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Letter to the Editor: Quebec’s Bill 62 legislates Islamophobia under the guise of secularism and security

Quebec’s National Assembly passed Bill 62 on Oct. 18, 2017.  Reminiscent of previous iterations that targeted ‘large’ crosses, turbans, kippahs, and hijabs, this law bans public workers like teachers and doctors and anyone using public services — like public transit, libraries, schools and public childcare — in Quebec from covering their face all in the name of secularism and security. These two key premises may at first seem credible, but let us examine them.

Quebec promotes secularism, the removal of state affairs from religion. Lawmakers state that this bill was passed to promote secularism. However, Islam is the only visible religion affected by this. Muslim women have the choice to cover their whole face with only their eyes visible for religious reasons with niqabs or burkas and this law directly challenges that freedom of choice. Where security is concerned, this law assumes that people covering their face with a niqab or burka are security threats. A quick search through Google Scholar with the keywords Canada, niqab, burka, security, threat and violence shows no data, no news reports and no evidence suggesting that people wearing a niqab or burka are actually a threat to the safety of Canadians. In fact, the articles from this search showed that it is the people wearing face coverings who are the victims of violence and abuse at the hands of ignorant outsiders trying to eradicate or ‘liberate’ them. Thus, the idea that this demographic is a security threat is also false. Another point to consider is how many people actually wear a niqab or burka in Quebec or in Canada? It is a tiny proportion of the population. Why, then, have public officials spent inordinate amounts of time and money creating and passing legislation on such an issue? When none of the premises seem valid, we must ask ourselves what is the real purpose of this ban.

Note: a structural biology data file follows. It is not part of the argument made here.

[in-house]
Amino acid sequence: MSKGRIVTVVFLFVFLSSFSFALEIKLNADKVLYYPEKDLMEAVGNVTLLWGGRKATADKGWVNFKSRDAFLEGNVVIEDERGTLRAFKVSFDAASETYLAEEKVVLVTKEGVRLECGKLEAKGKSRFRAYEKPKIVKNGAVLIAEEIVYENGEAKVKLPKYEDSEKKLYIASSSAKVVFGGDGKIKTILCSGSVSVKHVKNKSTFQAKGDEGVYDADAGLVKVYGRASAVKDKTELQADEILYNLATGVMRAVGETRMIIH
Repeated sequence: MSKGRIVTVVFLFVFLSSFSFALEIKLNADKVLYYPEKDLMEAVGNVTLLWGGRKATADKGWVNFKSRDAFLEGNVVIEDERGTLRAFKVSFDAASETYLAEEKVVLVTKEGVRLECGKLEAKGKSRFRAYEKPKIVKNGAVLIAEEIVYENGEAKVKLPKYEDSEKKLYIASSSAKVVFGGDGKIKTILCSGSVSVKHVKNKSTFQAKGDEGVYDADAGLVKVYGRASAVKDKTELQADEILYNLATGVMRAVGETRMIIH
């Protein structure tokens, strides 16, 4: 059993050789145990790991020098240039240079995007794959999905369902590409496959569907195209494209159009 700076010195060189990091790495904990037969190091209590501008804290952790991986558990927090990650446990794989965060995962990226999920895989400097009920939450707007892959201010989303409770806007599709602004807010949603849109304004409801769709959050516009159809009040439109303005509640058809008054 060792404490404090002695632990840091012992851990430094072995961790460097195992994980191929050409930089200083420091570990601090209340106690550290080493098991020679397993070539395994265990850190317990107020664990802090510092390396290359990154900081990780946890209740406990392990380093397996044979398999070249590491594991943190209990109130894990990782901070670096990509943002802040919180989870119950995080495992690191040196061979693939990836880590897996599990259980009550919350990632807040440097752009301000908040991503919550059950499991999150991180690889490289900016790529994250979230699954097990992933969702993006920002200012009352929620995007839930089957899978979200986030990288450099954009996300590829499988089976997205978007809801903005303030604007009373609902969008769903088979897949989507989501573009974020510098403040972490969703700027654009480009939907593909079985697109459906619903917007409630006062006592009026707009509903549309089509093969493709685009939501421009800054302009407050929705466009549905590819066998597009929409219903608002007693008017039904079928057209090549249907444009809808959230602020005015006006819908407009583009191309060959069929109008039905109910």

Let us come back to the idea of someone covering their face for religious or non-religious reasons. If Sarah covers her face with a niqab because it is a part of a faith that she embraces, and Stephanie wraps a scarf around her head and face, not for religious purposes but because there is a blizzard outside, do we feel equally threatened by both? Do they both get labeled a security threat? Will they both realistically be denied public services? If the answer is no, then know that a likely explanation for this law is a fear of Islam. This should not be characterized differently from any other instance of institutionalized discrimination. It is a clear sign of marginalization couched in political rhetoric, and its message is ‘You have no place here’ and, ‘You do not deserve the same rights as other Canadian citizens.’

This law was introduced in Quebec, but it is the first of its kind in North America and it affects students and citizens here and across the country, spreading the message that xenophobia, discrimination and marginalization are okay, especially against Muslims. As old mistakes are repeated, let it be our responsibility to remind policy-makers that stripping citizens of their right to practice and follow their beliefs is something they tend to regret in retrospect.

 

Maryam Qureshi, University of Calgary student

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